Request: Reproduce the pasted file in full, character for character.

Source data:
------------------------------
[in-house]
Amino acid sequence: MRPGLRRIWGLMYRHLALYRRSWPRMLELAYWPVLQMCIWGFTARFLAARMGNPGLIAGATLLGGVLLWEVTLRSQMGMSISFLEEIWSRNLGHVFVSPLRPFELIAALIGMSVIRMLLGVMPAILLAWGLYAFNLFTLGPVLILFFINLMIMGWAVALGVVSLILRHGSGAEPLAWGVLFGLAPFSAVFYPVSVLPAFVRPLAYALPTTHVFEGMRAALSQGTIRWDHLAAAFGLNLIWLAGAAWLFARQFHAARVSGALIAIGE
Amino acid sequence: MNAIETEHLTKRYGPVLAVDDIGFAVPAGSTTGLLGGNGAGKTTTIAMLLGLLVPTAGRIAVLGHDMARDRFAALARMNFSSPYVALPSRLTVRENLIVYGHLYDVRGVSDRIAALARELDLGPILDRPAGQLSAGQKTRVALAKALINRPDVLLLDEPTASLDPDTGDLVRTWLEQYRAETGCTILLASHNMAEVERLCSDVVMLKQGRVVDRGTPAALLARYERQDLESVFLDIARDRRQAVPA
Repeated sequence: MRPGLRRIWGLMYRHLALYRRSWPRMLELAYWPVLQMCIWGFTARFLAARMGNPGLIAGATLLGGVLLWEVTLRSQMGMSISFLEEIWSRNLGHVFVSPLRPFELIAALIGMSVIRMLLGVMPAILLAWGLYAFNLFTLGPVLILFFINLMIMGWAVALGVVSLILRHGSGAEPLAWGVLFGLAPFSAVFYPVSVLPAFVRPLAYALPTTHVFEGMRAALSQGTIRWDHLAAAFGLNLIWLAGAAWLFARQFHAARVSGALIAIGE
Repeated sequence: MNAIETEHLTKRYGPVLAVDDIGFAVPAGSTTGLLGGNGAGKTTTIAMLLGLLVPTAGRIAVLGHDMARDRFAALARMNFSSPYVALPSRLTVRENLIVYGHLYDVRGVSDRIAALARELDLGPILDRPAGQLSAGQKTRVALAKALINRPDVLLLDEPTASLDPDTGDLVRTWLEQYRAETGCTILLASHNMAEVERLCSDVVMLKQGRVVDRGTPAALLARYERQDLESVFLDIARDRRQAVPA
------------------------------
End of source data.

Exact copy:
[in-house]
Amino acid sequence: MRPGLRRIWGLMYRHLALYRRSWPRMLELAYWPVLQMCIWGFTARFLAARMGNPGLIAGATLLGGVLLWEVTLRSQMGMSISFLEEIWSRNLGHVFVSPLRPFELIAALIGMSVIRMLLGVMPAILLAWGLYAFNLFTLGPVLILFFINLMIMGWAVALGVVSLILRHGSGAEPLAWGVLFGLAPFSAVFYPVSVLPAFVRPLAYALPTTHVFEGMRAALSQGTIRWDHLAAAFGLNLIWLAGAAWLFARQFHAARVSGALIAIGE
Amino acid sequence: MNAIETEHLTKRYGPVLAVDDIGFAVPAGSTTGLLGGNGAGKTTTIAMLLGLLVPTAGRIAVLGHDMARDRFAALARMNFSSPYVALPSRLTVRENLIVYGHLYDVRGVSDRIAALARELDLGPILDRPAGQLSAGQKTRVALAKALINRPDVLLLDEPTASLDPDTGDLVRTWLEQYRAETGCTILLASHNMAEVERLCSDVVMLKQGRVVDRGTPAALLARYERQDLESVFLDIARDRRQAVPA
Repeated sequence: MRPGLRRIWGLMYRHLALYRRSWPRMLELAYWPVLQMCIWGFTARFLAARMGNPGLIAGATLLGGVLLWEVTLRSQMGMSISFLEEIWSRNLGHVFVSPLRPFELIAALIGMSVIRMLLGVMPAILLAWGLYAFNLFTLGPVLILFFINLMIMGWAVALGVVSLILRHGSGAEPLAWGVLFGLAPFSAVFYPVSVLPAFVRPLAYALPTTHVFEGMRAALSQGTIRWDHLAAAFGLNLIWLAGAAWLFARQFHAARVSGALIAIGE
Repeated sequence: MNAIETEHLTKRYGPVLAVDDIGFAVPAGSTTGLLGGNGAGKTTTIAMLLGLLVPTAGRIAVLGHDMARDRFAALARMNFSSPYVALPSRLTVRENLIVYGHLYDVRGVSDRIAALARELDLGPILDRPAGQLSAGQKTRVALAKALINRPDVLLLDEPTASLDPDTGDLVRTWLEQYRAETGCTILLASHNMAEVERLCSDVVMLKQGRVVDRGTPAALLARYERQDLESVFLDIARDRRQAVPA